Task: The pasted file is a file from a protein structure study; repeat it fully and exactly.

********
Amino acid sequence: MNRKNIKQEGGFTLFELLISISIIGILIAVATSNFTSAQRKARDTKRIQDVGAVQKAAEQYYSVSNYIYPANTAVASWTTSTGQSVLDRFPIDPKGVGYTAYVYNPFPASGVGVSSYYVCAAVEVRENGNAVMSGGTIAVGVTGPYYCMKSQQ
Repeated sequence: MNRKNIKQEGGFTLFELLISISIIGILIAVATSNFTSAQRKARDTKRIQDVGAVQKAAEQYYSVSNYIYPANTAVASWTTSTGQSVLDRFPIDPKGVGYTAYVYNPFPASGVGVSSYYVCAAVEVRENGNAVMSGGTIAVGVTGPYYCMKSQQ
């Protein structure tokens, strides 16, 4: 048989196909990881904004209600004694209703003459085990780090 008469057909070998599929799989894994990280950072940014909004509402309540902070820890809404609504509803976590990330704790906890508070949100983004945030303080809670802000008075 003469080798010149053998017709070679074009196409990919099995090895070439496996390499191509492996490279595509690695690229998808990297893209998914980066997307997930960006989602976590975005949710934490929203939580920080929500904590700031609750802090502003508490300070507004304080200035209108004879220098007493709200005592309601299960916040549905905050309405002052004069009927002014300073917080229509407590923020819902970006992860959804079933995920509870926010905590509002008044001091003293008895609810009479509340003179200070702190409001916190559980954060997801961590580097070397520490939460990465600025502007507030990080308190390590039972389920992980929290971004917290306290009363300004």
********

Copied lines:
Amino acid sequence: MNRKNIKQEGGFTLFELLISISIIGILIAVATSNFTSAQRKARDTKRIQDVGAVQKAAEQYYSVSNYIYPANTAVASWTTSTGQSVLDRFPIDPKGVGYTAYVYNPFPASGVGVSSYYVCAAVEVRENGNAVMSGGTIAVGVTGPYYCMKSQQ
Repeated sequence: MNRKNIKQEGGFTLFELLISISIIGILIAVATSNFTSAQRKARDTKRIQDVGAVQKAAEQYYSVSNYIYPANTAVASWTTSTGQSVLDRFPIDPKGVGYTAYVYNPFPASGVGVSSYYVCAAVEVRENGNAVMSGGTIAVGVTGPYYCMKSQQ
């Protein structure tokens, strides 16, 4: 048989196909990881904004209600004694209703003459085990780090 008469057909070998599929799989894994990280950072940014909004509402309540902070820890809404609504509803976590990330704790906890508070949100983004945030303080809670802000008075 003469080798010149053998017709070679074009196409990919099995090895070439496996390499191509492996490279595509690695690229998808990297893209998914980066997307997930960006989602976590975005949710934490929203939580920080929500904590700031609750802090502003508490300070507004304080200035209108004879220098007493709200005592309601299960916040549905905050309405002052004069009927002014300073917080229509407590923020819902970006992860959804079933995920509870926010905590509002008044001091003293008895609810009479509340003179200070702190409001916190559980954060997801961590580097070397520490939460990465600025502007507030990080308190390590039972389920992980929290971004917290306290009363300004």